Germany's Constitutional Court gave a green light yesterday for the country to ratify Europe's new bailout fund, boosting hopes that the single currency bloc is finally putting in place the tools to resolve its three-year old debt crisis.
In an eagerly anticipated ruling that has had investors on tenterhooks for months, the court in the southern city of Karlsruhe insisted the German parliament be given veto rights over any increase in Berlin's contribution to the €700bn European Stability Mechanism (ESM).
But the strings it attached to its endorsement of the ESM and a separate European pact on budget rules were less onerous than many had feared. The euro shot up to a four-month high against the dollar and global stocks rose to a five-month peak.
"This is a good day for Germany and a good day for Europe," German Chancellor Angela Merkel said in a speech to parliament.
Germany is the only country in the 17-nation eurozone that has not ratified the ESM, an important tool to stem the crisis that has forced bailouts of Greece, Ireland and Portugal, and is now threatening big countries like Italy and Spain.
Had the court upheld complaints against the rescue fund by thousands of German plaintiffs it would have delayed its implementation or even doomed it, dealing a devastating blow to policymakers and sending markets reeling.
European Central Bank (ECB) president Mario Draghi announced plans last week to buy "unlimited" amounts of government bonds issued by stricken euro states in order to reduce their borrowing costs.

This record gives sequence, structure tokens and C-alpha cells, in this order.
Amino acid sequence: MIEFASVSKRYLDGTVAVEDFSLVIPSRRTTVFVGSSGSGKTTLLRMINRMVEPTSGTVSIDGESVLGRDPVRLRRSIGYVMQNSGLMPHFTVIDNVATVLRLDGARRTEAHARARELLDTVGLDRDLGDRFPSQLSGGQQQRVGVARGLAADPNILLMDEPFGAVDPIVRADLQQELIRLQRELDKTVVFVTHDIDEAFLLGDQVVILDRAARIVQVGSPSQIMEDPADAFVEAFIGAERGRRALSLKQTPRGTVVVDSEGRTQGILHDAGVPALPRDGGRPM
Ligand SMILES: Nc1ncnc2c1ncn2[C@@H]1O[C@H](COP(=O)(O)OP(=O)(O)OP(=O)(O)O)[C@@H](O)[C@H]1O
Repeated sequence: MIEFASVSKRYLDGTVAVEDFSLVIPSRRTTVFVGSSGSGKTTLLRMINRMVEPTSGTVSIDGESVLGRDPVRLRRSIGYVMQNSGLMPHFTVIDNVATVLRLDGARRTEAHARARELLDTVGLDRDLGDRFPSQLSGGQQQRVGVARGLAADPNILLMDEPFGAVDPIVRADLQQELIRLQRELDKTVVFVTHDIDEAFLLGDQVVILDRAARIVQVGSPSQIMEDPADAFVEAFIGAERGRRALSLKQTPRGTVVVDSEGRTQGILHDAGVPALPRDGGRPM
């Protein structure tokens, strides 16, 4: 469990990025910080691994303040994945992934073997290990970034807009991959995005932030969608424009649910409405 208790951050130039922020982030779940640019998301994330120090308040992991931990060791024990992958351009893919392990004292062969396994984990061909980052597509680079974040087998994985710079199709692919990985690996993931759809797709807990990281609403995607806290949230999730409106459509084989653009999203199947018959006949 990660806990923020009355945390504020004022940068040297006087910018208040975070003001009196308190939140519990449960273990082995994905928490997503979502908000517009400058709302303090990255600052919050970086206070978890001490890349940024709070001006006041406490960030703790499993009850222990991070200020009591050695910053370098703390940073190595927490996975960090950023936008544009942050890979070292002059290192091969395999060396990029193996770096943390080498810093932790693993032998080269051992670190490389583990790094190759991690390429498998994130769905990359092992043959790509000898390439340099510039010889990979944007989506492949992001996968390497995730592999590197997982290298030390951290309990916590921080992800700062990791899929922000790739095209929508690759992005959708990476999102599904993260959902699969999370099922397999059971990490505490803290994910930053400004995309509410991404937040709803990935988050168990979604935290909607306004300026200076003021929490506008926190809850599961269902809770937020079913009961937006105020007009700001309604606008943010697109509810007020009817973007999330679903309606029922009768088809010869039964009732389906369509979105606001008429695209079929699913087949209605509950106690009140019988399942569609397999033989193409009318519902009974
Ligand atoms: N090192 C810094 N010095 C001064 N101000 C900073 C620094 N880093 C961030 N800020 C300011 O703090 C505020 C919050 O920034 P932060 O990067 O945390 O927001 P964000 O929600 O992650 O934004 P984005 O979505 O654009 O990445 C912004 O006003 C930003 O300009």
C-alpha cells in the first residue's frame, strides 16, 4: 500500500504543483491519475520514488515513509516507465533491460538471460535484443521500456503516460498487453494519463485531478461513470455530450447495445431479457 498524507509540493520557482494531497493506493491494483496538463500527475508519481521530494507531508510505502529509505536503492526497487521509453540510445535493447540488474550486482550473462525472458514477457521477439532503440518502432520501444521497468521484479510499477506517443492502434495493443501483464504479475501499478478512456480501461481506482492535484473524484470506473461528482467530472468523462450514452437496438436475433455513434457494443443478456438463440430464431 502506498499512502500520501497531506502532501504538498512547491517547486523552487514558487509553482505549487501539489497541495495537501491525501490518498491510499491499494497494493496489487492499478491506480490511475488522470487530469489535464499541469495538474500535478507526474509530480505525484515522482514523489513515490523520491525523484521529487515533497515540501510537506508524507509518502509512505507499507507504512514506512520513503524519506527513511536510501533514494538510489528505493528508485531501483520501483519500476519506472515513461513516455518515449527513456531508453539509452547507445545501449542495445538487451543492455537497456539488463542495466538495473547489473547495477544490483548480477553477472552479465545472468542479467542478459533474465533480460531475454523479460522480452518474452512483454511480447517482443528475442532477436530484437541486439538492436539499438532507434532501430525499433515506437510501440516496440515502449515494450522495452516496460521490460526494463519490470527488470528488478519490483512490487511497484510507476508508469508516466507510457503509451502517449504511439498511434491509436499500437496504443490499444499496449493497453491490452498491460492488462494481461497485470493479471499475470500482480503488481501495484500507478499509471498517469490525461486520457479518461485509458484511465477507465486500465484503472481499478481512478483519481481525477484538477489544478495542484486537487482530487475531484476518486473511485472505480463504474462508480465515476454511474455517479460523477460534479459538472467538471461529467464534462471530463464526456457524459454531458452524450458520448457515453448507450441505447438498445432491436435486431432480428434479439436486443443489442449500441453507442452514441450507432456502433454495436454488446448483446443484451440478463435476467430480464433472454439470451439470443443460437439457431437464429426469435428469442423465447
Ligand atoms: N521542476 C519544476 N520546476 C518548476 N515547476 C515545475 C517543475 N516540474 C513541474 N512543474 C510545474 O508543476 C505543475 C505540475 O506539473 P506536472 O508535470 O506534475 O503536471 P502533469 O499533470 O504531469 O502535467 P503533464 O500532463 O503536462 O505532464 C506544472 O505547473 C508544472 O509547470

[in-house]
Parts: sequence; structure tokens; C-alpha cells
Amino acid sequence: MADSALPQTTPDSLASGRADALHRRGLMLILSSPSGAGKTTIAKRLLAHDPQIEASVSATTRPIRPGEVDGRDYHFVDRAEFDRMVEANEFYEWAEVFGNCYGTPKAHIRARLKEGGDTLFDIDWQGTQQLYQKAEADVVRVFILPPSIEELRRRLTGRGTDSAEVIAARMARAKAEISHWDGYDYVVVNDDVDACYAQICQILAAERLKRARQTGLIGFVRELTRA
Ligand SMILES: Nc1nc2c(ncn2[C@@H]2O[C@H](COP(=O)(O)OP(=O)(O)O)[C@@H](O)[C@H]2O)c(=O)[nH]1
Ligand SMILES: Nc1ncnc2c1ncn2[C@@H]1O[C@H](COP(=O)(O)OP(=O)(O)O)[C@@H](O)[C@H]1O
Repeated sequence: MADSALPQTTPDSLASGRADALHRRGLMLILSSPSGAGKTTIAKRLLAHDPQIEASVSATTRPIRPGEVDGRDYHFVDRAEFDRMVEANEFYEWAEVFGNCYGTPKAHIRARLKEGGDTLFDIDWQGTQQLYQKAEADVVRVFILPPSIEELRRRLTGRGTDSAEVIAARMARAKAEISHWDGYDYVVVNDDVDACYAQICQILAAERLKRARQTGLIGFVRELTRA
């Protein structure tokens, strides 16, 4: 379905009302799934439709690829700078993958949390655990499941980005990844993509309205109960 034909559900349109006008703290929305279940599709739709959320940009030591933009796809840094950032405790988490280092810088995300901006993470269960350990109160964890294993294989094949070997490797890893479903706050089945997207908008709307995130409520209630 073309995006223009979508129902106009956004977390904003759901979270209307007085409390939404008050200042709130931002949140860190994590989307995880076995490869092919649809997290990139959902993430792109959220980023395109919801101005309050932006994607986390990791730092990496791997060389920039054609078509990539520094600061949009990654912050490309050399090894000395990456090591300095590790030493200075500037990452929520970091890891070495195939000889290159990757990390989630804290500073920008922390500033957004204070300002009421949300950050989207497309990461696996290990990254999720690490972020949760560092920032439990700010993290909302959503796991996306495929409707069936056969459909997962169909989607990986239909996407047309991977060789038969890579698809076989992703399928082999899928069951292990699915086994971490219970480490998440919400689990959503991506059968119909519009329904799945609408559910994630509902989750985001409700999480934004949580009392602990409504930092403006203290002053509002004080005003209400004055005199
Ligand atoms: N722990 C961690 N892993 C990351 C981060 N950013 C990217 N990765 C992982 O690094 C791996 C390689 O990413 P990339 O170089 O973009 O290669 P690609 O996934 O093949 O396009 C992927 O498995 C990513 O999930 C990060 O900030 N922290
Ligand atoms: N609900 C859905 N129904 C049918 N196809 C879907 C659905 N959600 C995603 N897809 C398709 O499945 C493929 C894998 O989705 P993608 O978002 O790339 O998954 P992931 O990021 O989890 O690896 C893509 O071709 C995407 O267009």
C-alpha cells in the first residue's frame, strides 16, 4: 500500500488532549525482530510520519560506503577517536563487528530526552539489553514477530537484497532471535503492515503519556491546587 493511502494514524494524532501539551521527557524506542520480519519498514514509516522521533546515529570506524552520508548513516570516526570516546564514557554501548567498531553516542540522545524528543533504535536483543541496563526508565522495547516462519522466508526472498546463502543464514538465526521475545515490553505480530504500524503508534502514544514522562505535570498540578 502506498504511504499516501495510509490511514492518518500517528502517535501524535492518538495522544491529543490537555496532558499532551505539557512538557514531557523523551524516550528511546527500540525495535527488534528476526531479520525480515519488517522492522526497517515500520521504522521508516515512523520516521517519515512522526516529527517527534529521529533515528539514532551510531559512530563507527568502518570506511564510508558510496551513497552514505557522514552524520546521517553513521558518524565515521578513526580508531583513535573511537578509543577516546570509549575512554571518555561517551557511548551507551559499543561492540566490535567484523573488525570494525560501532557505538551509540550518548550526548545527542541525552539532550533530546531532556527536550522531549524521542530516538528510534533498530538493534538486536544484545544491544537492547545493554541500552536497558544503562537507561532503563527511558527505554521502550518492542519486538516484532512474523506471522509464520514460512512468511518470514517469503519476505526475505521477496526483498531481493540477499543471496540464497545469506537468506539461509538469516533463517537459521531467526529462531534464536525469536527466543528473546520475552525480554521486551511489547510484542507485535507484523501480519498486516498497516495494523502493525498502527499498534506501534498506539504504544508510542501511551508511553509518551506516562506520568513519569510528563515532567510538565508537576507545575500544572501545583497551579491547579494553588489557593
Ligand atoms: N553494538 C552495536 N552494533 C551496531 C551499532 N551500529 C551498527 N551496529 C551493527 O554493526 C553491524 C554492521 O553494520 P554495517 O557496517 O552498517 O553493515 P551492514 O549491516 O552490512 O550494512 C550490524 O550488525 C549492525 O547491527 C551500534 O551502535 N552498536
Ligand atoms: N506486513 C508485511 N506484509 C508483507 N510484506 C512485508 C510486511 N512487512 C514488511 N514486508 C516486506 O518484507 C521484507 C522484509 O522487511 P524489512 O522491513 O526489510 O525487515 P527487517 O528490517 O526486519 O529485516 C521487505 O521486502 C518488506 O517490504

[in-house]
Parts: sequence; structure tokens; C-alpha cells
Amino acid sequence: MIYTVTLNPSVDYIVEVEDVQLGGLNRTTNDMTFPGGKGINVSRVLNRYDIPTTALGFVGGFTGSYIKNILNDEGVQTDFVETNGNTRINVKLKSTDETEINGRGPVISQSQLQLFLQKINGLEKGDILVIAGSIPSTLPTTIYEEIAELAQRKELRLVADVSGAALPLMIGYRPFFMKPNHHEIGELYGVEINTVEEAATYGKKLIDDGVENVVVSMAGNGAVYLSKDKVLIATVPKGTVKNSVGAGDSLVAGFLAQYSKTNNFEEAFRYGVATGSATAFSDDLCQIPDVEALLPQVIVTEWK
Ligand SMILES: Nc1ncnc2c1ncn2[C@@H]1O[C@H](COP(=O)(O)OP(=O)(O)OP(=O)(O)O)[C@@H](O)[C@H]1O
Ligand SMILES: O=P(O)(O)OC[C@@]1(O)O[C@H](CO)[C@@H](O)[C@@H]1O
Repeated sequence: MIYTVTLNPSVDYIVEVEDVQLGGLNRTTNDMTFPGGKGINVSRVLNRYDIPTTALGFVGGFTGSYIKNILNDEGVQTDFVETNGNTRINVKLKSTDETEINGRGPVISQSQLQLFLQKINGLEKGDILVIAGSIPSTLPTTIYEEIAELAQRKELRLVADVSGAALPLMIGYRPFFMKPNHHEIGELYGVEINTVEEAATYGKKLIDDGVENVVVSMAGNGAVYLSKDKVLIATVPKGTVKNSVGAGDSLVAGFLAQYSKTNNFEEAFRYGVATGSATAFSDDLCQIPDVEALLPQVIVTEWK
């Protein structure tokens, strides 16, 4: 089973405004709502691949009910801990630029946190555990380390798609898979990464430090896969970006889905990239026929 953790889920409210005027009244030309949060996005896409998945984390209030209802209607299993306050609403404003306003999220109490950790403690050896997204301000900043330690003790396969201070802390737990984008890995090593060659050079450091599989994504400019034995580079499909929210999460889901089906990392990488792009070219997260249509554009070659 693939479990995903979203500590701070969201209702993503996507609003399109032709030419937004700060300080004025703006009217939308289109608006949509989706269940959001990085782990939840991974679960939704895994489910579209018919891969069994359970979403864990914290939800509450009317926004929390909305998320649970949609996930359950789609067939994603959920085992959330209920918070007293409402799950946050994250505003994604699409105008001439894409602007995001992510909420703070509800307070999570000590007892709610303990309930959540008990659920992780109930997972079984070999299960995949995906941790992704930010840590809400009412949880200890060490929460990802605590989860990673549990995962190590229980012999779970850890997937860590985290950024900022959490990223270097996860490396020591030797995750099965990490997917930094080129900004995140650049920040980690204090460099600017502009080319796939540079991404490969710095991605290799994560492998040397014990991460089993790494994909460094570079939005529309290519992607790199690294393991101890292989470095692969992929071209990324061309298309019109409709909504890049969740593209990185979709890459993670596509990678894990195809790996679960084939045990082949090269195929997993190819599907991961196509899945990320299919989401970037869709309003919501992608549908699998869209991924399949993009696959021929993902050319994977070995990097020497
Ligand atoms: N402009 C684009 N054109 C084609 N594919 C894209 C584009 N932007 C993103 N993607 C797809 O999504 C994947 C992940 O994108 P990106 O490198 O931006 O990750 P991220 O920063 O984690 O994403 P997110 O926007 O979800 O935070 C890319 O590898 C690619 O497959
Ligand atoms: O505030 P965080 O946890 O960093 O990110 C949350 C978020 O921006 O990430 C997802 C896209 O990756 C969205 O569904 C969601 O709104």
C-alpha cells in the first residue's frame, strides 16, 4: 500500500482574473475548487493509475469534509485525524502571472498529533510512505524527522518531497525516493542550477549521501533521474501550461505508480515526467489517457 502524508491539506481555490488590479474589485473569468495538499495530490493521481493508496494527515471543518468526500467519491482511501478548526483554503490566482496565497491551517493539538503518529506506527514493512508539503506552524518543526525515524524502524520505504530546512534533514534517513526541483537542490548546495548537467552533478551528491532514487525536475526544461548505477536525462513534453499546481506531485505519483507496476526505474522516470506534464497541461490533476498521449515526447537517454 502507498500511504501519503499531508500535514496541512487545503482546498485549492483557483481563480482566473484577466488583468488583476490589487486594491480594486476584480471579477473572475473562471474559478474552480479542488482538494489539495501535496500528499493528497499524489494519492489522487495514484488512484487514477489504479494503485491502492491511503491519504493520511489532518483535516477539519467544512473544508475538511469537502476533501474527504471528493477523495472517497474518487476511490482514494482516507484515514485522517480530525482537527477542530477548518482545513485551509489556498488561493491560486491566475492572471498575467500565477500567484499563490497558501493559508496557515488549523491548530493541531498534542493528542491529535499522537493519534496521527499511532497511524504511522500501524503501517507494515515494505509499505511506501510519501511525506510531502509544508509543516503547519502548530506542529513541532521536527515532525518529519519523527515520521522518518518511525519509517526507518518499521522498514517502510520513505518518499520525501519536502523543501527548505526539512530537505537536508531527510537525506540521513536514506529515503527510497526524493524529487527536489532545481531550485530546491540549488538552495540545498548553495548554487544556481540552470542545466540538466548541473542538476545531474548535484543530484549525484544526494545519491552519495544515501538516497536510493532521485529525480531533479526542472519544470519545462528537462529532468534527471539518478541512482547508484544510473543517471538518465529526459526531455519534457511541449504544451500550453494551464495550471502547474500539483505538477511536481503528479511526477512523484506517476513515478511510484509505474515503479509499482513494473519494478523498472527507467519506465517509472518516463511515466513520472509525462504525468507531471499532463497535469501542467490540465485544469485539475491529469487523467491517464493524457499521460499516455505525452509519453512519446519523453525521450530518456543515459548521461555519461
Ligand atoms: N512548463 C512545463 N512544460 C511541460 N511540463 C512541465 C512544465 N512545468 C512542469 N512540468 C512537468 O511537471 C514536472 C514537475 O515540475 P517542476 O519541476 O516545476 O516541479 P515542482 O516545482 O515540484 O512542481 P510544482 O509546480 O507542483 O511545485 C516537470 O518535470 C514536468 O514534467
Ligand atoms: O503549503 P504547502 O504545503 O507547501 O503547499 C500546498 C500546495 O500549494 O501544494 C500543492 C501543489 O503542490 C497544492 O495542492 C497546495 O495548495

That plan fuelled optimism in the markets, but it was contingent on the ESM coming into force. Following yesterday's ruling, German Finance Minister Wolfgang Schaeuble said he expected the rescue fund to be operational within weeks.
Jean-Claude Juncker, who heads the group of eurozone finance ministers, set a first meeting of the ESM's board of governors for October 8 -- another sign of optimism that the fund will soon be up and running.
"The eurozone has got over another hurdle, and slowly but surely, the region is getting more stable, less risky," said David Thebault, head of sales trading at Global Equities in Paris.
Roughly 37,000 plaintiffs had argued that the ESM amounted to an illegal transfer of sovereignty from Berlin to Brussels.
The court rejected the complaints as "largely unfounded" but did set two main conditions.
First, German liability in the rescue fund must be limited to €190bn, the share set out in the current ESM treaty; while any increase in that amount will require prior approval by the Bundestag lower house of parliament, the court said.
Until now, Ms Merkel has always succeeded in getting new aid measures through parliament, in part because of the support of opposition parties like the Social Democrats (SPD) and Greens.
Second, the court said a clause in the ESM treaty which seeks to keep decisions of the fund confidential "must not stand in the way of the comprehensive information of the Bundestag and of the Bundesrat (upper house)", meaning both chambers would have the right to be consulted on the ESM's activities.
The German government may now have to incorporate the court's reservations in some form of addendum or protocol to the ESM treaty, although this is not expected to take much time. It represents a victory for Ms Merkel, who has been forced to walk a fine line between helping weaker euro states and keeping her sceptical domestic audience on board ahead of a federal election one year from now where she will seek a third term. (Reuters)